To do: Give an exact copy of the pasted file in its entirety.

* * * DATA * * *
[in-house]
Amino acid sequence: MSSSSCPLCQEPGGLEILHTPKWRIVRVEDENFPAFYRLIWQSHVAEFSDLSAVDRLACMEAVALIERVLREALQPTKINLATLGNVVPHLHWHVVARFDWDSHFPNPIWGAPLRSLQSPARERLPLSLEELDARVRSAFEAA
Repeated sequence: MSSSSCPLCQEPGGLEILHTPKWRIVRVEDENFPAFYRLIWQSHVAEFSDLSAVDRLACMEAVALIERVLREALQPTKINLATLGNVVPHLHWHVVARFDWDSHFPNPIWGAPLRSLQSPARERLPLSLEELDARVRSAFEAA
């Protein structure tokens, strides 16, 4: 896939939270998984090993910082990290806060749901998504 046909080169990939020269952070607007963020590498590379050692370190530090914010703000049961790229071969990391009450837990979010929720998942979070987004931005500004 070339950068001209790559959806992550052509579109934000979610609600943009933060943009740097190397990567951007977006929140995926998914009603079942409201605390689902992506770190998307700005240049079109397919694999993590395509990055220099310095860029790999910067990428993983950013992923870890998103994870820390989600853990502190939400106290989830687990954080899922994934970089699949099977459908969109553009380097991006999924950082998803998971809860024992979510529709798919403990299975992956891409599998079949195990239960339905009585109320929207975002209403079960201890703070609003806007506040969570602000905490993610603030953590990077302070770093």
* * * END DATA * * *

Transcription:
[in-house]
Amino acid sequence: MSSSSCPLCQEPGGLEILHTPKWRIVRVEDENFPAFYRLIWQSHVAEFSDLSAVDRLACMEAVALIERVLREALQPTKINLATLGNVVPHLHWHVVARFDWDSHFPNPIWGAPLRSLQSPARERLPLSLEELDARVRSAFEAA
Repeated sequence: MSSSSCPLCQEPGGLEILHTPKWRIVRVEDENFPAFYRLIWQSHVAEFSDLSAVDRLACMEAVALIERVLREALQPTKINLATLGNVVPHLHWHVVARFDWDSHFPNPIWGAPLRSLQSPARERLPLSLEELDARVRSAFEAA
């Protein structure tokens, strides 16, 4: 896939939270998984090993910082990290806060749901998504 046909080169990939020269952070607007963020590498590379050692370190530090914010703000049961790229071969990391009450837990979010929720998942979070987004931005500004 070339950068001209790559959806992550052509579109934000979610609600943009933060943009740097190397990567951007977006929140995926998914009603079942409201605390689902992506770190998307700005240049079109397919694999993590395509990055220099310095860029790999910067990428993983950013992923870890998103994870820390989600853990502190939400106290989830687990954080899922994934970089699949099977459908969109553009380097991006999924950082998803998971809860024992979510529709798919403990299975992956891409599998079949195990239960339905009585109320929207975002209403079960201890703070609003806007506040969570602000905490993610603030953590990077302070770093």